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C.D. Warner, et al., comp.  The Library of the World’s Best Literature.
An Anthology in Thirty Volumes.  1917.
 
Reminiscences of Childhood
By Jeremy Bentham (1748–1832)
 
DURING my visits to Barking, I used to be my grandmother’s bedfellow. The dinner hour being as early as two o’clock, she had a regular supper, which was served up in her own sleeping-room; and immediately after finishing it, she went to bed. Of her supper I was not permitted to partake, nor was the privation a matter of much regret. I had what I preferred—a portion of gooseberry pie; hers was a scrag of mutton, boiled with parsley and butter. I do not remember any variety.  1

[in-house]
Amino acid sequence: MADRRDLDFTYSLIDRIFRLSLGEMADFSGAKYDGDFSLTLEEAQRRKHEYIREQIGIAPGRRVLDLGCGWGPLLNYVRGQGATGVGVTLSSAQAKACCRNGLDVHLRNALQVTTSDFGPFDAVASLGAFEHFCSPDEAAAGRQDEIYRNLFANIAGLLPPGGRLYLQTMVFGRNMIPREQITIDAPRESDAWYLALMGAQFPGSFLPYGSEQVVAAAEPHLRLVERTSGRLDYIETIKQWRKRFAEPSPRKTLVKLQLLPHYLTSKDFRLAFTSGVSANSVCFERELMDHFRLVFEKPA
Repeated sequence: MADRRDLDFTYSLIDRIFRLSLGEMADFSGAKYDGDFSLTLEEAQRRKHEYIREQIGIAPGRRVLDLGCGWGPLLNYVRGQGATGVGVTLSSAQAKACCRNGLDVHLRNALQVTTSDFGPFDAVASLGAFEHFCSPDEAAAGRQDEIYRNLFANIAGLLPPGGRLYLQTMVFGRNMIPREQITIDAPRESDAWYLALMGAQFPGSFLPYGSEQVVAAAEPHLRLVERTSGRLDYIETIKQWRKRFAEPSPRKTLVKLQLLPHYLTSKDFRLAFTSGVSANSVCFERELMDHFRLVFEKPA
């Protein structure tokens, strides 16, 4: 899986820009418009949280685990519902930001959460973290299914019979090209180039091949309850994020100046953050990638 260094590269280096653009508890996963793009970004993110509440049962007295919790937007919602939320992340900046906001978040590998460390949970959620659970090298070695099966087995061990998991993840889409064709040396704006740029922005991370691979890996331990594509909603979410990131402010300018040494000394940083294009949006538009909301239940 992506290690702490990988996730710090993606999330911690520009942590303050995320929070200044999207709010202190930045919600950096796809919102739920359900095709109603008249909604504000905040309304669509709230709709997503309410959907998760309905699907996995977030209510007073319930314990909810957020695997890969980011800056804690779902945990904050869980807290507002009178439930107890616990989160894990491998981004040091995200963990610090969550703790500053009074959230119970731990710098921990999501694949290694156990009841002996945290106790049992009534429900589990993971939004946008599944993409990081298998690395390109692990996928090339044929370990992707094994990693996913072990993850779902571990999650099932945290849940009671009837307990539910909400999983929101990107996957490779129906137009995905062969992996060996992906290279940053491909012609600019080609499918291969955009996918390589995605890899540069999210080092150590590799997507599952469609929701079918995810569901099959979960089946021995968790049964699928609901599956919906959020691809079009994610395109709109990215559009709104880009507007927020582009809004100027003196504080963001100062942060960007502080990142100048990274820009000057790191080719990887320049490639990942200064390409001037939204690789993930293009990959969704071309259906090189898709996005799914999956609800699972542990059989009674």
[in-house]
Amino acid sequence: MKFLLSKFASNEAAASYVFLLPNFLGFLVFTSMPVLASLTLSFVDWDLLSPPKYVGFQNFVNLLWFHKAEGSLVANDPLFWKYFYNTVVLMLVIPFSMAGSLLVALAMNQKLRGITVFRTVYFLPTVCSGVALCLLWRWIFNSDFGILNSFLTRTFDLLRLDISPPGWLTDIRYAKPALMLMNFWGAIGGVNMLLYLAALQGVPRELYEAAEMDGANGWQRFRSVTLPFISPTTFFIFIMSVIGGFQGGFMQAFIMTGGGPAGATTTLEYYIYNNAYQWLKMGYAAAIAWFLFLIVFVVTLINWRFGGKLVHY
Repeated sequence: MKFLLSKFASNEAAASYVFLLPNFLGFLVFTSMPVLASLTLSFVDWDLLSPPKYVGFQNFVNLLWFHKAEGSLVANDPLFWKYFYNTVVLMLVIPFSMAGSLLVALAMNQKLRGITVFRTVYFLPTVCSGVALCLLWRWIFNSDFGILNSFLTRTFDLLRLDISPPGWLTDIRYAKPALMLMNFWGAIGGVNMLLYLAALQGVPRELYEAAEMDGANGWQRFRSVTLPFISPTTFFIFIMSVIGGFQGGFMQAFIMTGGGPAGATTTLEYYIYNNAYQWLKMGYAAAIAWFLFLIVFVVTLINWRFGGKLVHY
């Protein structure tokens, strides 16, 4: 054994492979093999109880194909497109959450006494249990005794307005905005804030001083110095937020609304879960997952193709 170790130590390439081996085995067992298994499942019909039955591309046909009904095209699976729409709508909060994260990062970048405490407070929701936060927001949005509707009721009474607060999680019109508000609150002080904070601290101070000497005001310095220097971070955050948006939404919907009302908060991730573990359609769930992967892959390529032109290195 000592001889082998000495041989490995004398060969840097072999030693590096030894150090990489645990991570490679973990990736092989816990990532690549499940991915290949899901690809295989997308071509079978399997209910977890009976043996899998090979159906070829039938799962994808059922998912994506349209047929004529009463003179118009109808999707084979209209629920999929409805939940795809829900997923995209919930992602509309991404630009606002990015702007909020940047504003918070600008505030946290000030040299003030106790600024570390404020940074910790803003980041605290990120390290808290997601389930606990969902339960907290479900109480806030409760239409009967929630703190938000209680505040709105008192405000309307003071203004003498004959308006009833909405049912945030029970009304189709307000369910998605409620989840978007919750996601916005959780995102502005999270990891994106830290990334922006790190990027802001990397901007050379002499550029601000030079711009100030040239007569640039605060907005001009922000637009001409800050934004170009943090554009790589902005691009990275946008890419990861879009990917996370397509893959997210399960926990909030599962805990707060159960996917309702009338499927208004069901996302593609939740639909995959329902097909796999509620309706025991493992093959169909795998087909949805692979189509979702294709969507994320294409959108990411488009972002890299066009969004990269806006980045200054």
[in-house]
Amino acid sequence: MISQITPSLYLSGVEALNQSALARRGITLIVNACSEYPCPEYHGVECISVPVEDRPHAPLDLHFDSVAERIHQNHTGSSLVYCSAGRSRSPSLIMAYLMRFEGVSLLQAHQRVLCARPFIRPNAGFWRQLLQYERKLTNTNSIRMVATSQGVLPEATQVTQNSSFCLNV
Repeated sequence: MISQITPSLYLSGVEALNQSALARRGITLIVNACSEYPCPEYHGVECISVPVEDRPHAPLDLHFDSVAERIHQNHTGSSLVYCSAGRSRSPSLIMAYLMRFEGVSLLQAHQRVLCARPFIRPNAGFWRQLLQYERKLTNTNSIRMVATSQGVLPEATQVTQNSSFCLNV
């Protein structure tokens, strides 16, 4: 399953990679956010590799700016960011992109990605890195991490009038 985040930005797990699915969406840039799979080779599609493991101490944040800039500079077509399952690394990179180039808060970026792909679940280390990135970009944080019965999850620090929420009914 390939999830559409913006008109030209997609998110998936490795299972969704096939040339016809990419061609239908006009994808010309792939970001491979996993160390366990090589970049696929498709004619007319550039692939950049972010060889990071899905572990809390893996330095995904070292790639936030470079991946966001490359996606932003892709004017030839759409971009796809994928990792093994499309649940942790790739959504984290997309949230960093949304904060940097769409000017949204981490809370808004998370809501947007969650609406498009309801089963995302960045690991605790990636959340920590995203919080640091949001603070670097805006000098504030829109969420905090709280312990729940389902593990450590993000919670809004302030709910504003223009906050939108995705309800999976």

My amusements consisted in building houses with old cards, and sometimes playing at ‘Beat the knave out of doors’ with my grandmother. My time of going to bed was perhaps an hour before hers; but by way of preparation, I never failed to receive her blessing. Previous to the ceremony, I underwent a catechetical examination, of which one of the questions was, “Who were the children that were saved in the fiery furnace?” Answer, “Shadrach, Meshach, and Abednego.” But as the examination frequently got no farther, the word Abednego got associated in my mind with very agreeable ideas, and it ran through my ears like “Shadrach, Meshach, and To-bed-we-go,” in a sort of pleasant confusion, which is not yet removed. As I grew in years, I became a fit receptacle for some of my grandmother’s communications, among which the state of her family and the days of her youth were most prominent.  2